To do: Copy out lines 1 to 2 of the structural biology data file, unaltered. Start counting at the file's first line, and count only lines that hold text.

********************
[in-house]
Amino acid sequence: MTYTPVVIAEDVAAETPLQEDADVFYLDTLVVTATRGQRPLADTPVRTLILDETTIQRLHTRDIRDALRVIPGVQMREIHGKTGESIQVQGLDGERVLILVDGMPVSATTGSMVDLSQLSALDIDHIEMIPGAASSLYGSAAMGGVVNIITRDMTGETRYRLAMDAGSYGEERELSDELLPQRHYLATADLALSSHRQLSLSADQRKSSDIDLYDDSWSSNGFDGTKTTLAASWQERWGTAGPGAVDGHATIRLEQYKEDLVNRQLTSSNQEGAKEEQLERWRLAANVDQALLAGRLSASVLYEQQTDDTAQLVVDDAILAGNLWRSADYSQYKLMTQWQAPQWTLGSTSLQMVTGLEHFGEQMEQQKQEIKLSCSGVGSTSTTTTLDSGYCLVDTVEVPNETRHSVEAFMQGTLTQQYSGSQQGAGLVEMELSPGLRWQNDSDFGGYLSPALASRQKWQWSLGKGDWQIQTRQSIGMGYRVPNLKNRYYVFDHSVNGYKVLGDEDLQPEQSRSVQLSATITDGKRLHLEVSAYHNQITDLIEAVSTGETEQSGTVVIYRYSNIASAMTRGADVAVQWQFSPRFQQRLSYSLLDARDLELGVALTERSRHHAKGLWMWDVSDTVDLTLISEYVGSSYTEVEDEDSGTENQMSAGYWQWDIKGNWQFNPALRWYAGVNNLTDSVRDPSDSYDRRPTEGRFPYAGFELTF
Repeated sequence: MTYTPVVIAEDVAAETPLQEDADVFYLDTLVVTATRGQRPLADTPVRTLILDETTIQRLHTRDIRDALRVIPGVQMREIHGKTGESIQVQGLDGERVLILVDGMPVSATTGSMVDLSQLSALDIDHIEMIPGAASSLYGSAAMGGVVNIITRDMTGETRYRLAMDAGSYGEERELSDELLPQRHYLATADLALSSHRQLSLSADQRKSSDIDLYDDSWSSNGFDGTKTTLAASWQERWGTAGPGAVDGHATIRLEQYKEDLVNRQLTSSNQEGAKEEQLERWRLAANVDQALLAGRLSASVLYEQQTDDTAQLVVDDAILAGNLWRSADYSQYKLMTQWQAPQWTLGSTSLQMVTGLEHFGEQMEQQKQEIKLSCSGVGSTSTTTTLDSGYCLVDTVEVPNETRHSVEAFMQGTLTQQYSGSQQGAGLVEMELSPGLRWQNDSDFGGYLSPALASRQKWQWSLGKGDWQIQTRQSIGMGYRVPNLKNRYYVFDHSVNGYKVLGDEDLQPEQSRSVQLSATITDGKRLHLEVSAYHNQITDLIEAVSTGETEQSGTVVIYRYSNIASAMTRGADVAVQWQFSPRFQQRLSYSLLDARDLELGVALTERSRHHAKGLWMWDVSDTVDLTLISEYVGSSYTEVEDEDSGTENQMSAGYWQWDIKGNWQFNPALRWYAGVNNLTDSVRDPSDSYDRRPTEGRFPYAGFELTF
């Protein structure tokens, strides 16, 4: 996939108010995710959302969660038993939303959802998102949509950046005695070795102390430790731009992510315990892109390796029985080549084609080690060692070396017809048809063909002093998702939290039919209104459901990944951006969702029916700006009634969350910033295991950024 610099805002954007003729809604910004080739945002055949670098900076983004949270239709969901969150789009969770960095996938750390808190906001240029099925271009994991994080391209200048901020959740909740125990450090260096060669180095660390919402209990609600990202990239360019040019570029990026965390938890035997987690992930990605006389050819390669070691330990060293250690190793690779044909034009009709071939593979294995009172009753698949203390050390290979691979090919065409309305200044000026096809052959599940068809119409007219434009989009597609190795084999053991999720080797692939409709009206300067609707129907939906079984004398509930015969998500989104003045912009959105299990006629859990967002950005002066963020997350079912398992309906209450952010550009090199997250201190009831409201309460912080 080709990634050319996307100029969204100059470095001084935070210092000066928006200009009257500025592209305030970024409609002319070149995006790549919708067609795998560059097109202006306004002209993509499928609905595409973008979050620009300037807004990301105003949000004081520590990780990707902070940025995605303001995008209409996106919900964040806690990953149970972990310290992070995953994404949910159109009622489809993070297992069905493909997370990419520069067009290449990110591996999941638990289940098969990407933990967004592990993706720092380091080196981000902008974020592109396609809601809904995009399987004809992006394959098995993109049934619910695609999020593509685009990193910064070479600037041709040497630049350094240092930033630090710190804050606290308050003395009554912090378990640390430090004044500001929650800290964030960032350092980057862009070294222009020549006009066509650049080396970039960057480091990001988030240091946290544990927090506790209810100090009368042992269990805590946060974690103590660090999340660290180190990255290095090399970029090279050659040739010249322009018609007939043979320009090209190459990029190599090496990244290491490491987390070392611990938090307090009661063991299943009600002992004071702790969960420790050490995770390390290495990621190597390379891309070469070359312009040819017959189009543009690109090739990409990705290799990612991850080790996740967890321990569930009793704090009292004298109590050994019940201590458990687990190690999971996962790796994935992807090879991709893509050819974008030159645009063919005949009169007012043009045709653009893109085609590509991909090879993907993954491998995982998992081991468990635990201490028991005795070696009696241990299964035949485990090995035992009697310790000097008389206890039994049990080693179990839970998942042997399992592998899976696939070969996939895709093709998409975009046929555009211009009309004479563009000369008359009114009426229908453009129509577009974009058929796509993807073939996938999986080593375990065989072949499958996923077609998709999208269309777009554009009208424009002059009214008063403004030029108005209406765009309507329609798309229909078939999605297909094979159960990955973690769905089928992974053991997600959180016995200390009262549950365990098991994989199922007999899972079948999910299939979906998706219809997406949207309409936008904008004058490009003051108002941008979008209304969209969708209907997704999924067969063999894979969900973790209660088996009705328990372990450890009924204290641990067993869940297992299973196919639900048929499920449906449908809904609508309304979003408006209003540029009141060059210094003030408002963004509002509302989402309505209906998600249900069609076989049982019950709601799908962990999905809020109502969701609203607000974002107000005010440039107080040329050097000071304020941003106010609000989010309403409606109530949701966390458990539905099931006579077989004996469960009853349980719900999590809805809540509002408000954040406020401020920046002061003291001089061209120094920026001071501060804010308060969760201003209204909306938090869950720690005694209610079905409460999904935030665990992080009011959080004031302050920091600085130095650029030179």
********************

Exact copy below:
[in-house]
Amino acid sequence: MTYTPVVIAEDVAAETPLQEDADVFYLDTLVVTATRGQRPLADTPVRTLILDETTIQRLHTRDIRDALRVIPGVQMREIHGKTGESIQVQGLDGERVLILVDGMPVSATTGSMVDLSQLSALDIDHIEMIPGAASSLYGSAAMGGVVNIITRDMTGETRYRLAMDAGSYGEERELSDELLPQRHYLATADLALSSHRQLSLSADQRKSSDIDLYDDSWSSNGFDGTKTTLAASWQERWGTAGPGAVDGHATIRLEQYKEDLVNRQLTSSNQEGAKEEQLERWRLAANVDQALLAGRLSASVLYEQQTDDTAQLVVDDAILAGNLWRSADYSQYKLMTQWQAPQWTLGSTSLQMVTGLEHFGEQMEQQKQEIKLSCSGVGSTSTTTTLDSGYCLVDTVEVPNETRHSVEAFMQGTLTQQYSGSQQGAGLVEMELSPGLRWQNDSDFGGYLSPALASRQKWQWSLGKGDWQIQTRQSIGMGYRVPNLKNRYYVFDHSVNGYKVLGDEDLQPEQSRSVQLSATITDGKRLHLEVSAYHNQITDLIEAVSTGETEQSGTVVIYRYSNIASAMTRGADVAVQWQFSPRFQQRLSYSLLDARDLELGVALTERSRHHAKGLWMWDVSDTVDLTLISEYVGSSYTEVEDEDSGTENQMSAGYWQWDIKGNWQFNPALRWYAGVNNLTDSVRDPSDSYDRRPTEGRFPYAGFELTF